Statistics in development cooperation - statistics in the European Commission project cycle

This article is part of a set of background articles providing an ‘outline of knowledge’ of international statistical cooperation between the European Union (EU) and developing countries, for non-statisticians needing to deal with statistics in development programmes and projects. The outline serves as an entry point and introduction to the much more detailed Eurostat publication 'Guide to statistics in European Commission development cooperation', downloadable in PDF format in English, French and Spanish (further down referred to as 'the Guide').

Many developing countries have weak statistical systems and mechanisms for measuring results. Good, reliable statistics are essential for measuring progress in reaching development goals and provide essential information about the effectiveness of policies and programmes. They help governments improve their policies and to be transparent and accountable about the delivery of development results. Reliable statistics are a key element towards better measurement, monitoring and management of the results of development assistance.

Statistics are instrumental in achieving policy goals. The availability of good quality statistics is a pre-condition for proper strategic analysis and for programming and design of concrete interventions. The analysis should address the state of the statistics system, its strengths and weaknesses and remedial and quality improving actions required. Actions in support of statistics should be provided within the frame of the National Strategy for the Development of Statistics, which should be compatible with national development plans or poverty reduction strategies.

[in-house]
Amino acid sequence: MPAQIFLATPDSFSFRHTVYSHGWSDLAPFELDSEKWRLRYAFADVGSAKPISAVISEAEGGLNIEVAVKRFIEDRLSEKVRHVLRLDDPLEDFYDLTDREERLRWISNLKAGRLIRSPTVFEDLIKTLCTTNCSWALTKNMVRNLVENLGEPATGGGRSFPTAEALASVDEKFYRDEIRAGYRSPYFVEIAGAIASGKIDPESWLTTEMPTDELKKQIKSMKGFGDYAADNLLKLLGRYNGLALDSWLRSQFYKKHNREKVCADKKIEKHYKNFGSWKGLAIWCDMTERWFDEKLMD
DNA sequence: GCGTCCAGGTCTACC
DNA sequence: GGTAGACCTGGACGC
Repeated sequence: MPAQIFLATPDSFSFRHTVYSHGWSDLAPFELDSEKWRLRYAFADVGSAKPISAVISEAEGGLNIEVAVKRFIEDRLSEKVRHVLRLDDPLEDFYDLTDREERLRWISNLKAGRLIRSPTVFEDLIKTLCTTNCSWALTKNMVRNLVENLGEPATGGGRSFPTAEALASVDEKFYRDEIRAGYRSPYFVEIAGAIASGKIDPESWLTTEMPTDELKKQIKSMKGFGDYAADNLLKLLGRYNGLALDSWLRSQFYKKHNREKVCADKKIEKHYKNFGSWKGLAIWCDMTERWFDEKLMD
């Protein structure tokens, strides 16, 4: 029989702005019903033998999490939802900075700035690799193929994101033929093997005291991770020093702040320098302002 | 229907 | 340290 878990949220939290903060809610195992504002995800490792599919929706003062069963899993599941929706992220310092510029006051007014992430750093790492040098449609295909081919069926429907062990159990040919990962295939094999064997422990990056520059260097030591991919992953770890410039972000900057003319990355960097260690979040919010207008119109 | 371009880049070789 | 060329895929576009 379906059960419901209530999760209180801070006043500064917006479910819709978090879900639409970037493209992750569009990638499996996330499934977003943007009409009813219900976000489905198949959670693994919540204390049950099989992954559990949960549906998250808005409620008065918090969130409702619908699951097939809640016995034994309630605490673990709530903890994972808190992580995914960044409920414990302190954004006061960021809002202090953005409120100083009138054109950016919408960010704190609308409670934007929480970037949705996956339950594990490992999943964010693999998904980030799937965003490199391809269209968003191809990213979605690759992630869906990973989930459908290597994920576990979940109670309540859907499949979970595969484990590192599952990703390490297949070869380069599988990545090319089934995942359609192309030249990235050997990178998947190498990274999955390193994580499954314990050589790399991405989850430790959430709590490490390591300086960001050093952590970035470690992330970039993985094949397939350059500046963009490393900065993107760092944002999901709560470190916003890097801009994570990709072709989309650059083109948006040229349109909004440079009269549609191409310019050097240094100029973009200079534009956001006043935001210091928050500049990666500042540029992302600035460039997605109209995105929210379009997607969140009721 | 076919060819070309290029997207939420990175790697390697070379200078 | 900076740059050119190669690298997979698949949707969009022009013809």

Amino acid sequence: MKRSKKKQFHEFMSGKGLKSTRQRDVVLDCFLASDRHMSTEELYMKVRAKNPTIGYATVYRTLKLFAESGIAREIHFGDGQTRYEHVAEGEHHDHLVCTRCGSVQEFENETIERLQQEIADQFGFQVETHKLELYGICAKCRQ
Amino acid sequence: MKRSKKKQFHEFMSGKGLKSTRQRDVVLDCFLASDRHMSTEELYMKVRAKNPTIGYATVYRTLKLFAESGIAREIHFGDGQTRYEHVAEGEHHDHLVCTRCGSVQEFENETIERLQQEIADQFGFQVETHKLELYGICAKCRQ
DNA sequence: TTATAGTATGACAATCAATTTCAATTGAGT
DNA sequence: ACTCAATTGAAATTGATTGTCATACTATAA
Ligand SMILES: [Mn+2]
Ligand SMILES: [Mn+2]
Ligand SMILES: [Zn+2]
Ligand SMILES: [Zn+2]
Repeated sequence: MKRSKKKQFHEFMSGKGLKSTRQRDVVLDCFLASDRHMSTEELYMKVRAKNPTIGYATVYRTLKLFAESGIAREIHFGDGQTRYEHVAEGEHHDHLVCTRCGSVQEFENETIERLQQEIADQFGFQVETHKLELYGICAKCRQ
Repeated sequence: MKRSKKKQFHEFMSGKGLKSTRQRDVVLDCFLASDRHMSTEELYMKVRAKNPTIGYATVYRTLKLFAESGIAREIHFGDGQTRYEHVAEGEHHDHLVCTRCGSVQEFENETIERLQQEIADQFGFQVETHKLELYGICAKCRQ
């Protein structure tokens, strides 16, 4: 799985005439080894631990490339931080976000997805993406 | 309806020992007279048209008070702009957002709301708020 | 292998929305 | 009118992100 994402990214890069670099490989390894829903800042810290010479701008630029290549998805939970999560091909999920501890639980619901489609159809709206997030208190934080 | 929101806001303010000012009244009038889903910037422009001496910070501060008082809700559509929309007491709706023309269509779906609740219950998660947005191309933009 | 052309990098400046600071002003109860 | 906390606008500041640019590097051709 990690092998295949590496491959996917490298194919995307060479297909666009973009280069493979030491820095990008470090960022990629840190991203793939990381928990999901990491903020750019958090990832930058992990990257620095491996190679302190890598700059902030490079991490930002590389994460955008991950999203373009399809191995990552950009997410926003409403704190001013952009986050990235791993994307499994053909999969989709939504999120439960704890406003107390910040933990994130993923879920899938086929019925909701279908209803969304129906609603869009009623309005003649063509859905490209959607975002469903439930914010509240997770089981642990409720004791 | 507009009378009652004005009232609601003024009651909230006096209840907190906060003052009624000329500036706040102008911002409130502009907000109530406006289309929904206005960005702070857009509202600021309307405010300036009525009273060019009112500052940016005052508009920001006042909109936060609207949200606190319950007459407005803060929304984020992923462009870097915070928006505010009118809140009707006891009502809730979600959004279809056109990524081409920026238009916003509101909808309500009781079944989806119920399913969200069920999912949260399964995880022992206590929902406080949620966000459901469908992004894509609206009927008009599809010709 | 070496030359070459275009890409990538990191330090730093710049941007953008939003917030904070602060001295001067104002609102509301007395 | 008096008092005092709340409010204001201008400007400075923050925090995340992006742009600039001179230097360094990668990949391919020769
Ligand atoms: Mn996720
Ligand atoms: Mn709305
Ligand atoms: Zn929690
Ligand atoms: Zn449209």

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Full article

Statistics do matter - statistics, indicators and the European Commission project cycle

Indicators and statistics are of key importance to focus EU assistance better.

Eurostat's Guide:

If you think that statistics are important but bread is more urgent, please ask yourself on what information you base your answers to these questions: 'How much bread?' and 'Where is the bread needed?'

The European Consensus for Development:

15. The EU and developing countries share responsibility and accountability for their joint efforts in partnership. The EU will support partner countries' poverty reduction, development and reform strategies, which focus on the MDGs, and will align with partner countries' systems and procedures. Progress indicators and regular evaluation of assistance are of key importance to better focus EU assistance.

What is an indicator?

EuropeAid: Policy steering - The role and use of performance measurement indicators:

An indicator is a (generally statistical, but also potentially logical) order of magnitude linked naturally or arbitrarily to the measurement of policy activities (in the broadest sense of governance). Indicators are characterised primarily by the fact that they provide information in summary form, are communicable and are subject to relative consensus.
...
An indicator is generally defined by its function (what it measures), the means of obtaining it (formula and necessary data), its quality (the extent to which it can be interpreted and monitored over time) and the limits on its use (what it does not measure or measures poorly).

Typology of indicators according to what the indicator is measuring:

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Input indicators Output indicators Outcome indicators Impact indicators